Dorann Cafaro, General Partner, Cafaro Greenleaf, told attendees at the conference that there are reasons to stay in the DB space. She referred to a 2010 Aon Hewitt survey that found 78% of employers that offer a DB plan will continue to offer them. She added that another survey found 60% of new employees chose their employer because of a DB plan and most plan to stay with an employer that offers a DB plan longer.In addition, Cafaro said the National Institute for Retirement Security (NIRS) reports that a DB plan costs 46% less to deliver the same income benefit as a defined contribution plan.
Cafaro said that DB plans protect savings since employees can’t borrow or withdraw money before retirement, and DB plans reduce certain risks. Investment risk is reduced because DB assets are managed professionally; interest rate risk is reduced because DB plans can match assets to liabilities; and longevity and mortality risk is reduced because of asset pooling – less income is paid out to those who live a short time and the money stays in the plan.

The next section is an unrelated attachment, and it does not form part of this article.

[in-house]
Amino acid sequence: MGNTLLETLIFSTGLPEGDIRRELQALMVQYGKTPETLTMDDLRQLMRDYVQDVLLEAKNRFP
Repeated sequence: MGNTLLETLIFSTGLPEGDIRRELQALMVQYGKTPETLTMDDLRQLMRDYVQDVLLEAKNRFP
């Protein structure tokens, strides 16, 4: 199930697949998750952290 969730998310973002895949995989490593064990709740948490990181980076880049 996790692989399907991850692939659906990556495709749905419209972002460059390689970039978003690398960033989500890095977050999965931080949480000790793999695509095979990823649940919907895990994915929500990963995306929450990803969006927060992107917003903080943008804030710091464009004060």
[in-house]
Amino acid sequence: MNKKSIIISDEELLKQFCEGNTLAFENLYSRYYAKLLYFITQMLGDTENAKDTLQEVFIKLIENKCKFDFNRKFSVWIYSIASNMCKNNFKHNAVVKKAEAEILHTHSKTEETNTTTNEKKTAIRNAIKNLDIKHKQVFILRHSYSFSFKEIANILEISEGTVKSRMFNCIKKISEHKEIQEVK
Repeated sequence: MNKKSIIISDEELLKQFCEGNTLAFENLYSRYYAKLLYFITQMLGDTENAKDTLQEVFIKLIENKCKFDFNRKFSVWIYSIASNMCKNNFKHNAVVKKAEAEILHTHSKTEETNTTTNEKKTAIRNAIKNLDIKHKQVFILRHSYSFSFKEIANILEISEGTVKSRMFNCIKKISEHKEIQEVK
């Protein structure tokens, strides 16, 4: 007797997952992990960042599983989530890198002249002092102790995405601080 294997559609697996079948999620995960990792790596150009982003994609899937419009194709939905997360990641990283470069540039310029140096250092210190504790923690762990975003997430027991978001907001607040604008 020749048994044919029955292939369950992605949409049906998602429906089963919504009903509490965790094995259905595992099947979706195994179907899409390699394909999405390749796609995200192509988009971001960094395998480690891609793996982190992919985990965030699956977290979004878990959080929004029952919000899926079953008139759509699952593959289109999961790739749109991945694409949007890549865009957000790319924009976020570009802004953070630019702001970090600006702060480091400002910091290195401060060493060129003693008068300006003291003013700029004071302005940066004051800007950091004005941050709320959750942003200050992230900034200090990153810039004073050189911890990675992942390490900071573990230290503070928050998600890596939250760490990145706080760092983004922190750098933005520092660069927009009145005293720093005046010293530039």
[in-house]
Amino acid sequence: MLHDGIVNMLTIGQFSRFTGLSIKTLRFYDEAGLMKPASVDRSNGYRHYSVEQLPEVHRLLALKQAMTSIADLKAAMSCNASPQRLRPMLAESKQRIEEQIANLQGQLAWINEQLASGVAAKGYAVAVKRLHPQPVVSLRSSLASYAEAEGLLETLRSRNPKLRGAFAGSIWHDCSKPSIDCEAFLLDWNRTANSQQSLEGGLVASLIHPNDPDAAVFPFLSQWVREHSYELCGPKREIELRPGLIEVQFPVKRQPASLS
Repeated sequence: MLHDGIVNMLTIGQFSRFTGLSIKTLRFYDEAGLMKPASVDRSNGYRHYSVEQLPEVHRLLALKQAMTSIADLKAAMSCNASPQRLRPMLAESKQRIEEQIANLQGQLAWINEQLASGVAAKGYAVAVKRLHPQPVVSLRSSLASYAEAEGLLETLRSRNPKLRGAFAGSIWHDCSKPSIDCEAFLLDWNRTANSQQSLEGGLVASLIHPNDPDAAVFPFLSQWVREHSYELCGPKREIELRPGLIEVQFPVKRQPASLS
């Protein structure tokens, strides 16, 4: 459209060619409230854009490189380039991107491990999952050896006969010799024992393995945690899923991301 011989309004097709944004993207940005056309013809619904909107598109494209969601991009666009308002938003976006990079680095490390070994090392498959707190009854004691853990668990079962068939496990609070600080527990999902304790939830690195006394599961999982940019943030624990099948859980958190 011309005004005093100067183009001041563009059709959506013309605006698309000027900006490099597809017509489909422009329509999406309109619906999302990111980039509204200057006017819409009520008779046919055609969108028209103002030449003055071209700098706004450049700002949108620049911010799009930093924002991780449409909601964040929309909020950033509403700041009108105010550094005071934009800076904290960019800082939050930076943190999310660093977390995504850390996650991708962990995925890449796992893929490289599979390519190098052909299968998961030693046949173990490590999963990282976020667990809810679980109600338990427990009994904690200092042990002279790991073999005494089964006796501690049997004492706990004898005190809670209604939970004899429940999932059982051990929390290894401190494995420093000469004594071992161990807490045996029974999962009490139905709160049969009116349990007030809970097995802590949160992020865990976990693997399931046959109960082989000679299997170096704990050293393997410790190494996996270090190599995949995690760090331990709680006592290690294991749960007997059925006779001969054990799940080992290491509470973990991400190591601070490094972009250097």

Cafaro says DB’s have been attacked because legislative changes have made reporting and accounting more difficult.
She suggests a new participant-driven solution. Similar to target-date funds, DB plans could have assets that match the timing of retirement. For example, if a certain number of participants are retiring next year, the plan should invest in assets that mature in one year. Likewise, the DB plan could have assets that mature in five years, 10 years, or whenever retirement “waves” are expected.
Geoffrey M. Strunk, J.D., SVP and General Counsel, ExpertPlan Consulting Services, advocated the use of cash balance plans, saying they are the best of both worlds. They provide a guaranteed benefit, and are also a significant benefit plan for younger, short-term employees.
In addition, they are protected by the Pension Benefit Guaranty Corporation (PBGC), and the issue of whether they are age discriminatory has been resolved by federal courts and the Pension Protection Act, which adopted the view of five federal appellate courts that when determining discrimination, one must look at the benefits going into the plan and not those coming out.
Finally Michael Devlin, Principal, BCG Terminal Funding Company, contended that terminating DB plans presents a real opportunity for advisers. When a plan terminates the assets must either be paid as a lump sum or annuity to participants. Devlin said in his firm’s experience, 90% of participants take a lump sum.
After educating participants on their options, advisers can capture IRA assets, sell annuities, or boost up the assets of the same sponsor’s DC plan with rollovers.